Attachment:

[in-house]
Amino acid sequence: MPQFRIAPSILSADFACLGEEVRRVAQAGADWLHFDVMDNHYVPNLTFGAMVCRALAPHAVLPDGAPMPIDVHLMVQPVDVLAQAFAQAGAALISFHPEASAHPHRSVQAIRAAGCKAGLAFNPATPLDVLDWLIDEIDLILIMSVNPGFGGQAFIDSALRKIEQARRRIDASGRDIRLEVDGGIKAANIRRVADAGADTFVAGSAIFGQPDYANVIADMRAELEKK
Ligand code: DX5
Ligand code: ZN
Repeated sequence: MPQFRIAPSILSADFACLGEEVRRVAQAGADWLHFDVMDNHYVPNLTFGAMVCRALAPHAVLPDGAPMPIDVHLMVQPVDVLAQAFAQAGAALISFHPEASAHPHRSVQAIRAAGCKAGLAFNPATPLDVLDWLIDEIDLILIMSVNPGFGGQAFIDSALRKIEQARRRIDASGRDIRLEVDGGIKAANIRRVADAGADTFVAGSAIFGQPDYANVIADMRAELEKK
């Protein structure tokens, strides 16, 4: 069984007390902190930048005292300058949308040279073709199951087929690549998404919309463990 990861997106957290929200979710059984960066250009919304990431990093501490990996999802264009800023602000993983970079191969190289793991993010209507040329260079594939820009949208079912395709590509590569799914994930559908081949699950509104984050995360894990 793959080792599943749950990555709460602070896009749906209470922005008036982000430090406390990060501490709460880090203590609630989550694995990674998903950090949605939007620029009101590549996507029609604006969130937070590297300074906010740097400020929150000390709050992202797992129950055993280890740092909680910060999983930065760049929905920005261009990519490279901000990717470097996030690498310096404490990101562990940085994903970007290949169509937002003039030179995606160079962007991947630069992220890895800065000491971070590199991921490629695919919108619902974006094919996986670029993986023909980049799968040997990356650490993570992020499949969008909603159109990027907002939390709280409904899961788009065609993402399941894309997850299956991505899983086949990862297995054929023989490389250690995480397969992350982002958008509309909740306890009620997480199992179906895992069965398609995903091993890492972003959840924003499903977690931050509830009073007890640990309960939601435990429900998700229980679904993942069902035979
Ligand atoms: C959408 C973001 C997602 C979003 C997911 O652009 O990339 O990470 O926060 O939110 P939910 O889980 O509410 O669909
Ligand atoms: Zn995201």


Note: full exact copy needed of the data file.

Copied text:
[in-house]
Amino acid sequence: MPQFRIAPSILSADFACLGEEVRRVAQAGADWLHFDVMDNHYVPNLTFGAMVCRALAPHAVLPDGAPMPIDVHLMVQPVDVLAQAFAQAGAALISFHPEASAHPHRSVQAIRAAGCKAGLAFNPATPLDVLDWLIDEIDLILIMSVNPGFGGQAFIDSALRKIEQARRRIDASGRDIRLEVDGGIKAANIRRVADAGADTFVAGSAIFGQPDYANVIADMRAELEKK
Ligand code: DX5
Ligand code: ZN
Repeated sequence: MPQFRIAPSILSADFACLGEEVRRVAQAGADWLHFDVMDNHYVPNLTFGAMVCRALAPHAVLPDGAPMPIDVHLMVQPVDVLAQAFAQAGAALISFHPEASAHPHRSVQAIRAAGCKAGLAFNPATPLDVLDWLIDEIDLILIMSVNPGFGGQAFIDSALRKIEQARRRIDASGRDIRLEVDGGIKAANIRRVADAGADTFVAGSAIFGQPDYANVIADMRAELEKK
């Protein structure tokens, strides 16, 4: 069984007390902190930048005292300058949308040279073709199951087929690549998404919309463990 990861997106957290929200979710059984960066250009919304990431990093501490990996999802264009800023602000993983970079191969190289793991993010209507040329260079594939820009949208079912395709590509590569799914994930559908081949699950509104984050995360894990 793959080792599943749950990555709460602070896009749906209470922005008036982000430090406390990060501490709460880090203590609630989550694995990674998903950090949605939007620029009101590549996507029609604006969130937070590297300074906010740097400020929150000390709050992202797992129950055993280890740092909680910060999983930065760049929905920005261009990519490279901000990717470097996030690498310096404490990101562990940085994903970007290949169509937002003039030179995606160079962007991947630069992220890895800065000491971070590199991921490629695919919108619902974006094919996986670029993986023909980049799968040997990356650490993570992020499949969008909603159109990027907002939390709280409904899961788009065609993402399941894309997850299956991505899983086949990862297995054929023989490389250690995480397969992350982002958008509309909740306890009620997480199992179906895992069965398609995903091993890492972003959840924003499903977690931050509830009073007890640990309960939601435990429900998700229980679904993942069902035979
Ligand atoms: C959408 C973001 C997602 C979003 C997911 O652009 O990339 O990470 O926060 O939110 P939910 O889980 O509410 O669909
Ligand atoms: Zn995201």